A look inside the Microsoft Local Administrator Password Solution

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Windows administrators have a problem -- passwords. Specifically, administrator passwords that lurk out there, identical across machines, just ready to be compromised. But there is finally a solution at the right price that mitigates this problem almost completely. Interested? Let's dive in.

The issue at hand is simple: Every Windows NT-based box, as far back as Windows 2000 and up to Windows 10, including all of the server releases, has a local administrator account. This account, sometimes called the "500" account after the group ID number it has within the bowels of the Windows operating system, has full control over the machine on which it is located. It does not by default have any domain privileges. (Domain administrator accounts, of course, also have by default full control over local machines that are members of the domain -- but this can generally be scoped to a more limited set of permissions if necessary.)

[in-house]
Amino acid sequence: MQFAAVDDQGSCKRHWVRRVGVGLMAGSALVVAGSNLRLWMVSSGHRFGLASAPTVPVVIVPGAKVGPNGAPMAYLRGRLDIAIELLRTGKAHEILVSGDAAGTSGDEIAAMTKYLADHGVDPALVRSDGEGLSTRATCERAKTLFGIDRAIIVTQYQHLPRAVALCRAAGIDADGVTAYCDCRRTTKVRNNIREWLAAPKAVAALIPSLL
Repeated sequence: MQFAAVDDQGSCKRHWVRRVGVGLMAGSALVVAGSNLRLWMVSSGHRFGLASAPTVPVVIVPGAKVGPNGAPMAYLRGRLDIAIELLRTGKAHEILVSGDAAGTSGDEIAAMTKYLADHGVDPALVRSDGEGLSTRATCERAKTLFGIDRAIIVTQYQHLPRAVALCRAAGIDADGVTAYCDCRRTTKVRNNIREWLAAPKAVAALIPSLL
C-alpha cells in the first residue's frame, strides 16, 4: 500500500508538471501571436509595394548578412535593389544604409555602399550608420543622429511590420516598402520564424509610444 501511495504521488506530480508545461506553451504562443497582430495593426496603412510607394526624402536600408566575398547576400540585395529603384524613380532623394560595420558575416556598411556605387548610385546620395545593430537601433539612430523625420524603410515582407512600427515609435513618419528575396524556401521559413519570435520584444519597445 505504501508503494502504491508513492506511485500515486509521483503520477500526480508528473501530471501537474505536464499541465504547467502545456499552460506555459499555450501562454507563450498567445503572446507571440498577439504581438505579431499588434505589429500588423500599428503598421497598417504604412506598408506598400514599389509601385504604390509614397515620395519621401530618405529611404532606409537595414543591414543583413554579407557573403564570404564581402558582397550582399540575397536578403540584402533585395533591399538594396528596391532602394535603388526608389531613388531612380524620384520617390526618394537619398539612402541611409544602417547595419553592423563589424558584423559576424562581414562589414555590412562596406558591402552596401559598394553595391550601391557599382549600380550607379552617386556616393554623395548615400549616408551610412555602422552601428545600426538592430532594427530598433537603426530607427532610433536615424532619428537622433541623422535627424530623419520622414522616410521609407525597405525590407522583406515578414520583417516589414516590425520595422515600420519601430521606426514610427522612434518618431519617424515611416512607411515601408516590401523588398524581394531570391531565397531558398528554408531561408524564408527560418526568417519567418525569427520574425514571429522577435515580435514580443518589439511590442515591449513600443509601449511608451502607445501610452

Hashtag chalk marks Michael Coghlan

Once you join a machine to a domain, the local administrator account does not go away. It stays there, enabled in most cases unless you explicitly disable it or rename it or engage in other some such method of obfuscation.

Since it is a local account, however, you do not get the benefit of being able to synchronize passwords and centralize them among domain controllers. Each local administrator account password just sort of sits there. This creates an uncomfortable situation where out of a lack of other resources, most automated installations and deployments (hello Windows Deployment Services) simply put in a secure but identical password for each and every single system they touch.

It is not ideal, but you might be thinking at least the password is secure. Or maybe you actually try to keep track of multiple different local administrator passwords in a spreadsheet.

Managing these local administrator accounts has been a problem for as far back as I can remember, even back when I was part of the administrator team at a major research university in North Carolina. It has been over a decade, so I do not remember exactly how we managed the different passwords, but as I recall it was done with a massive spreadsheet and a regular password change interval for all of the local administrator accounts across the hundreds of machines in the department.

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